While I was in Israel, I had each of you in my heart as I prayed for the welfare of our community and our congregation. I wish to have a personal gift for each of you but I have to be realistic… I also couldn't wait to discuss this week's torah portion with you, because for the first time, I gained an exceptional perspective I was unable to see before.
So, why am I so excited about this week's Torah portion? Why does Parsha Yitro speak to me? While it is true that we can always find something relevant to our lives within each Parsha, this year, Parsha Yitro holds a particular soft-spot in my heart. Yitro is Moshe's father-in-law. He is older, and therefore, by virtue of experience, wiser than Moshe. Yitro must carefully balance just how much of his worldly wisdom he can impart to Moshe versus how much Moshe must learn on his own. While trying to protect our children from harm, we also know that some lessons are only learned through experience. Parents and grandparents, especially in-laws, are usually in a balancing act, measuring how much advice to give out and how much silence is golden; when our input is appreciated and when it is not. And here is where Yitro and I cross paths. This year, just two weeks ago, I also became a "father-in-law." And while I want to inundate my son and his new Kallah with the myriads of my experiences and guard them from life's difficulties, help them prevent the challenges that arise in marriage, shield them from the hardships in relationships, I can only pray that G-d grants me the wisdom, as he did Yitro, to know when to offer counsel and when to gracefully bow out.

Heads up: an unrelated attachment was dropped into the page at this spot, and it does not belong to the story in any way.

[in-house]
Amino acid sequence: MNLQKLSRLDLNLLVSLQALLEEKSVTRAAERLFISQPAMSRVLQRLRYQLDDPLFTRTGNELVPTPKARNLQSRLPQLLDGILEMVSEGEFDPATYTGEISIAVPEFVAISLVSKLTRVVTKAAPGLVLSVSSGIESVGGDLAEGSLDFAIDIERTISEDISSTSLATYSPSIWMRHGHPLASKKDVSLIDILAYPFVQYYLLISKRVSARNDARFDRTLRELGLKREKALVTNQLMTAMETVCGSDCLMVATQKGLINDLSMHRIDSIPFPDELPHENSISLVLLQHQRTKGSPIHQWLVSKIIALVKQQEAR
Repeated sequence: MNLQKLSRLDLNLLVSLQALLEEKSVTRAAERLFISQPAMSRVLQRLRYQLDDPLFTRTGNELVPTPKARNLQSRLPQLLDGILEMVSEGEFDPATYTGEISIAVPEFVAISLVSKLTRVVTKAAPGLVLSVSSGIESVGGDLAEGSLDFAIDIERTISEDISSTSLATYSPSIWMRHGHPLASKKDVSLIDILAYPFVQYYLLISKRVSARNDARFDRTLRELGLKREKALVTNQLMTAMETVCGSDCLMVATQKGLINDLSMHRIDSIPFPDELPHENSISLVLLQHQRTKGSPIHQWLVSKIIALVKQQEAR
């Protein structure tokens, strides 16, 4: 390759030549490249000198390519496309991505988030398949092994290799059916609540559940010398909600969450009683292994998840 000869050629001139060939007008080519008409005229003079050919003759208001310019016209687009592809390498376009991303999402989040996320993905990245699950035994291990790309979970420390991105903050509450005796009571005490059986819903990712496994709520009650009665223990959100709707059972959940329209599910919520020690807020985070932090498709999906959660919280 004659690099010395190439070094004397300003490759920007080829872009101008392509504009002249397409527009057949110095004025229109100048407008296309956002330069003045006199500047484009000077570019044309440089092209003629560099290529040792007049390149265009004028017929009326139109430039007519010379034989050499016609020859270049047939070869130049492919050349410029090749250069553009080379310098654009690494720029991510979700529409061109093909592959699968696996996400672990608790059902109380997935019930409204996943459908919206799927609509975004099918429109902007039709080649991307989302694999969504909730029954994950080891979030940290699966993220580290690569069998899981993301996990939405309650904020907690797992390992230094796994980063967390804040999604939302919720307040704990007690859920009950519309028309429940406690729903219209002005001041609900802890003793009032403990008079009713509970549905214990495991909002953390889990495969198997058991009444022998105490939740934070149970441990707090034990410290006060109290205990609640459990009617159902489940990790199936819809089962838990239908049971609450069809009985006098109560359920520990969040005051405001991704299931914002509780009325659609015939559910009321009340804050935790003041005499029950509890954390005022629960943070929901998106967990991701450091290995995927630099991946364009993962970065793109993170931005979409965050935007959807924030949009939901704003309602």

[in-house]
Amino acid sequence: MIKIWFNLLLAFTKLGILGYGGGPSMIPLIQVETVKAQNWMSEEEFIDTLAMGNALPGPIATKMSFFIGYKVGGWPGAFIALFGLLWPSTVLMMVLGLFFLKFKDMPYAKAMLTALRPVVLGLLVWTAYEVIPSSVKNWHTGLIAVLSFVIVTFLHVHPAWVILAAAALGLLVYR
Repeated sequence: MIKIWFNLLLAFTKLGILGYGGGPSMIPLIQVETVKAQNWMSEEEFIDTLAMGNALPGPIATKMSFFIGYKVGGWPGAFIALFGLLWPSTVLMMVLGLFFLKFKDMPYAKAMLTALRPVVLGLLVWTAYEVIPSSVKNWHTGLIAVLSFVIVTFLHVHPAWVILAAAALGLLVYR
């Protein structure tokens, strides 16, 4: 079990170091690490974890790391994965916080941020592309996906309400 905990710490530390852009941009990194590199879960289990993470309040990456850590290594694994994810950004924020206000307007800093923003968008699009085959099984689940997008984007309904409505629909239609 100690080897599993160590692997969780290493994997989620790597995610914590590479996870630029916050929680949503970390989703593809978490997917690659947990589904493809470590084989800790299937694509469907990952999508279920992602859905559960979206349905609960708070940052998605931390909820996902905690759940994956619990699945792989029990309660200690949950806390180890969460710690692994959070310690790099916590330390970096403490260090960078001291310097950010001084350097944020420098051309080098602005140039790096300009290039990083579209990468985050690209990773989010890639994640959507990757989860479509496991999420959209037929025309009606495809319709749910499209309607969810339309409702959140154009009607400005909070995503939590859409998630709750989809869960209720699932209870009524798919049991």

Yitro has a heart-to-heart talk with his son-in-law, Moshe. After Moshe tells him about all the great wonders that G-d performed in the desert, and all his responsibilities of leadership, Yitro sees that Moshe is overwhelmed, exhausted, overworked and carrying the weight of the Jewish world on his shoulders. As we might describe him today, he was "burned out." Yitro is a practical and intelligent man who recognizes that one man can not possibly "do it all." After all, he wants Moshe, the husband of his daughter Tzipporah, to preserve his health, and live to a ripe old age, so they can live happily ever after. Therefore, he counsels Moshe, carefully and tactfully, without stepping on toes – about delegating authority and teamwork. "The thing you are doing is not right. You will surely wear yourself out...Now listen to me. I will give you counsel and G-d be with you....and you shall enjoin upon them the laws and the teaching and make known to them the way they are to go..." (Exodus 18: 17-20). In other words, he tells Moshe, leadership is notabout doing everything, it’s about seeing that everything gets done! Yitro convinces Moshe that by appointing other senior leaders and spreading out the responsibility, with Moshe at the helm, life will be more tolerable for him. In the book called Sefer Hasidim (12th century), there is a warning "He who sits alone is worn out quickly."
As we ultimately find out each week, the lessons of our 3300 year old Torah are as relevant today as they were in the time of Moshe. Don’t we live in a complex world? Managing home, business, community, synagogue, family, relatives. The list is endless. It’s a world filled with multitasking. It’s no wonder there are no shortages of social workers, psychologists, psychiatrists, therapists, finance experts, life coaches and so on to help people.
Where in your life are you? What are your pressures? Which areas are too taxing for you to handle? What causes you to have interrupted sleep, waking up at 2 and 3 in the morning, twisting and turning until it’s almost time to rise for the day? Is your heart pulsing too quickly or is it that pounding headache that keeps emptying the bottle of Advil in your medicine cabinet?